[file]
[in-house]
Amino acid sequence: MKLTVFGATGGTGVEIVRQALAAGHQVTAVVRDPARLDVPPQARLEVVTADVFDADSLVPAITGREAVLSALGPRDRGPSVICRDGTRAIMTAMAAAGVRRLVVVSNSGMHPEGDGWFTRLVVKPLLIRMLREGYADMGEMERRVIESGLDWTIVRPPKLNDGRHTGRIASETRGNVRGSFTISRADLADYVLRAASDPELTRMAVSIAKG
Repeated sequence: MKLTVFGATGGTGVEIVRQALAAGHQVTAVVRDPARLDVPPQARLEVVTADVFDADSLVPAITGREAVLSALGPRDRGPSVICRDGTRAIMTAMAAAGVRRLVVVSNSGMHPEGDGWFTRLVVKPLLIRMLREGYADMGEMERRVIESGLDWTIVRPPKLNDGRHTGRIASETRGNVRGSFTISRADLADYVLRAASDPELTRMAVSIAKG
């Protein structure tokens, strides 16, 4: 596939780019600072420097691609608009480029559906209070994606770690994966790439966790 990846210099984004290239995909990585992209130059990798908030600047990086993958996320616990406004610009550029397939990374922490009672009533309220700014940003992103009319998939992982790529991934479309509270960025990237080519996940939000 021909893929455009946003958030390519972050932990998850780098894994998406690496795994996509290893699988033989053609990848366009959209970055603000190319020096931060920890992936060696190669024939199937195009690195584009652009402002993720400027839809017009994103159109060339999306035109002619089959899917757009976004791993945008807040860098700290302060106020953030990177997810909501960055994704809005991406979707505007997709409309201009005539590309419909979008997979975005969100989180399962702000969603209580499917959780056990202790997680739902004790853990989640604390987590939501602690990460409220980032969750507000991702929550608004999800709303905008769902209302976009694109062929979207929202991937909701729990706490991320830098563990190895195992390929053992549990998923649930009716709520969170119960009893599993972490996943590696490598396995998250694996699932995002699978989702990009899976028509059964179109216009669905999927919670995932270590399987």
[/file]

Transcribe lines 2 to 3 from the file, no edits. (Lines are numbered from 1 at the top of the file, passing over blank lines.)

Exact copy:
Amino acid sequence: MKLTVFGATGGTGVEIVRQALAAGHQVTAVVRDPARLDVPPQARLEVVTADVFDADSLVPAITGREAVLSALGPRDRGPSVICRDGTRAIMTAMAAAGVRRLVVVSNSGMHPEGDGWFTRLVVKPLLIRMLREGYADMGEMERRVIESGLDWTIVRPPKLNDGRHTGRIASETRGNVRGSFTISRADLADYVLRAASDPELTRMAVSIAKG
Repeated sequence: MKLTVFGATGGTGVEIVRQALAAGHQVTAVVRDPARLDVPPQARLEVVTADVFDADSLVPAITGREAVLSALGPRDRGPSVICRDGTRAIMTAMAAAGVRRLVVVSNSGMHPEGDGWFTRLVVKPLLIRMLREGYADMGEMERRVIESGLDWTIVRPPKLNDGRHTGRIASETRGNVRGSFTISRADLADYVLRAASDPELTRMAVSIAKG